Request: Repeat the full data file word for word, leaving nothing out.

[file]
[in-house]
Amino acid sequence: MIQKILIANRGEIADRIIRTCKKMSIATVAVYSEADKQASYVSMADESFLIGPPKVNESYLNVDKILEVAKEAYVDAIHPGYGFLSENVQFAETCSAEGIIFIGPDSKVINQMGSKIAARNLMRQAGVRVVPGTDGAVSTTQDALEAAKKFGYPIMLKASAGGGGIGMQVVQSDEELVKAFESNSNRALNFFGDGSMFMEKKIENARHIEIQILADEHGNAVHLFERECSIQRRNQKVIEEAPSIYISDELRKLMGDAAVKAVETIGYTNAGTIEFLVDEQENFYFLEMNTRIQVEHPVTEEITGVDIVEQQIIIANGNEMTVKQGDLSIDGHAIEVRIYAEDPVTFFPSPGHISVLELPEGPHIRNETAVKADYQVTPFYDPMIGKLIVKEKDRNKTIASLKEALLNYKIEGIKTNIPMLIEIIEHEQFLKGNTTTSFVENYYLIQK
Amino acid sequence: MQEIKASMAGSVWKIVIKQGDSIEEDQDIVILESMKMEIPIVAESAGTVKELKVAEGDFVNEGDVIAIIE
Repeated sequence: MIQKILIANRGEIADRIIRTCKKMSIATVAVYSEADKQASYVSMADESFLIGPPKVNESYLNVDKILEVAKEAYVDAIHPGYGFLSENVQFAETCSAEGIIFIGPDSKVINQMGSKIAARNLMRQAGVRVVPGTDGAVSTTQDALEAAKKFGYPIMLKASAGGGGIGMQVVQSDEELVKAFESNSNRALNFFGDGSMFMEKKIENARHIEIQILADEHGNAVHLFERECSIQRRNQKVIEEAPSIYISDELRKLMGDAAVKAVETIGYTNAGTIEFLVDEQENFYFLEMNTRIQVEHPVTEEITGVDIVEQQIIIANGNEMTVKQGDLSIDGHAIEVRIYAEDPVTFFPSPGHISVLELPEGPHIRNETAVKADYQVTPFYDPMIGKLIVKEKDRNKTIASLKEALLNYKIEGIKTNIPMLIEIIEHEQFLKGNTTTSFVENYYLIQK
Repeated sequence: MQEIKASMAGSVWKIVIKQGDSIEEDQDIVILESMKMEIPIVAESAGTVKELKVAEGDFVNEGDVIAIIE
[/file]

[in-house]
Amino acid sequence: MIQKILIANRGEIADRIIRTCKKMSIATVAVYSEADKQASYVSMADESFLIGPPKVNESYLNVDKILEVAKEAYVDAIHPGYGFLSENVQFAETCSAEGIIFIGPDSKVINQMGSKIAARNLMRQAGVRVVPGTDGAVSTTQDALEAAKKFGYPIMLKASAGGGGIGMQVVQSDEELVKAFESNSNRALNFFGDGSMFMEKKIENARHIEIQILADEHGNAVHLFERECSIQRRNQKVIEEAPSIYISDELRKLMGDAAVKAVETIGYTNAGTIEFLVDEQENFYFLEMNTRIQVEHPVTEEITGVDIVEQQIIIANGNEMTVKQGDLSIDGHAIEVRIYAEDPVTFFPSPGHISVLELPEGPHIRNETAVKADYQVTPFYDPMIGKLIVKEKDRNKTIASLKEALLNYKIEGIKTNIPMLIEIIEHEQFLKGNTTTSFVENYYLIQK
Amino acid sequence: MQEIKASMAGSVWKIVIKQGDSIEEDQDIVILESMKMEIPIVAESAGTVKELKVAEGDFVNEGDVIAIIE
Repeated sequence: MIQKILIANRGEIADRIIRTCKKMSIATVAVYSEADKQASYVSMADESFLIGPPKVNESYLNVDKILEVAKEAYVDAIHPGYGFLSENVQFAETCSAEGIIFIGPDSKVINQMGSKIAARNLMRQAGVRVVPGTDGAVSTTQDALEAAKKFGYPIMLKASAGGGGIGMQVVQSDEELVKAFESNSNRALNFFGDGSMFMEKKIENARHIEIQILADEHGNAVHLFERECSIQRRNQKVIEEAPSIYISDELRKLMGDAAVKAVETIGYTNAGTIEFLVDEQENFYFLEMNTRIQVEHPVTEEITGVDIVEQQIIIANGNEMTVKQGDLSIDGHAIEVRIYAEDPVTFFPSPGHISVLELPEGPHIRNETAVKADYQVTPFYDPMIGKLIVKEKDRNKTIASLKEALLNYKIEGIKTNIPMLIEIIEHEQFLKGNTTTSFVENYYLIQK
Repeated sequence: MQEIKASMAGSVWKIVIKQGDSIEEDQDIVILESMKMEIPIVAESAGTVKELKVAEGDFVNEGDVIAIIE